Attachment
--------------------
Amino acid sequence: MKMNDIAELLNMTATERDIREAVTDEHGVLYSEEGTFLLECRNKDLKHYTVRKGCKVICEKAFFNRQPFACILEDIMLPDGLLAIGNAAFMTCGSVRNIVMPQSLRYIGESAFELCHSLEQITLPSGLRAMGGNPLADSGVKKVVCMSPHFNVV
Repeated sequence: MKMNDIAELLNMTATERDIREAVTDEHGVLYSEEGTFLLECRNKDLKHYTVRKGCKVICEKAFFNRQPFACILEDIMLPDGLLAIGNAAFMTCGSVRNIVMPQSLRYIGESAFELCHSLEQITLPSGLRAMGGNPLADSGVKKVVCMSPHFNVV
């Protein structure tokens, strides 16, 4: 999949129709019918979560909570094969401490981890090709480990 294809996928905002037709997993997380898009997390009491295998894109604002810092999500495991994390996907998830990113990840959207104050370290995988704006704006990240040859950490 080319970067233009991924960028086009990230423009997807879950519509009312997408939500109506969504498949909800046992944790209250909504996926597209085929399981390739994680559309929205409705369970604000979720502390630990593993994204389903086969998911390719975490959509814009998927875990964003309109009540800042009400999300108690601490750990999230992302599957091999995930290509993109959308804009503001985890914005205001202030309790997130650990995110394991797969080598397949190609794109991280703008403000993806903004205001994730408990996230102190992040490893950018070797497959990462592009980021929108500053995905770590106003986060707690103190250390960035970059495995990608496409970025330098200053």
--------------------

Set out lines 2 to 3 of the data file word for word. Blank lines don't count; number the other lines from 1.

Repeated sequence: MKMNDIAELLNMTATERDIREAVTDEHGVLYSEEGTFLLECRNKDLKHYTVRKGCKVICEKAFFNRQPFACILEDIMLPDGLLAIGNAAFMTCGSVRNIVMPQSLRYIGESAFELCHSLEQITLPSGLRAMGGNPLADSGVKKVVCMSPHFNVV
């Protein structure tokens, strides 16, 4: 999949129709019918979560909570094969401490981890090709480990 294809996928905002037709997993997380898009997390009491295998894109604002810092999500495991994390996907998830990113990840959207104050370290995988704006704006990240040859950490 080319970067233009991924960028086009990230423009997807879950519509009312997408939500109506969504498949909800046992944790209250909504996926597209085929399981390739994680559309929205409705369970604000979720502390630990593993994204389903086969998911390719975490959509814009998927875990964003309109009540800042009400999300108690601490750990999230992302599957091999995930290509993109959308804009503001985890914005205001202030309790997130650990995110394991797969080598397949190609794109991280703008403000993806903004205001994730408990996230102190992040490893950018070797497959990462592009980021929108500053995905770590106003986060707690103190250390960035970059495995990608496409970025330098200053």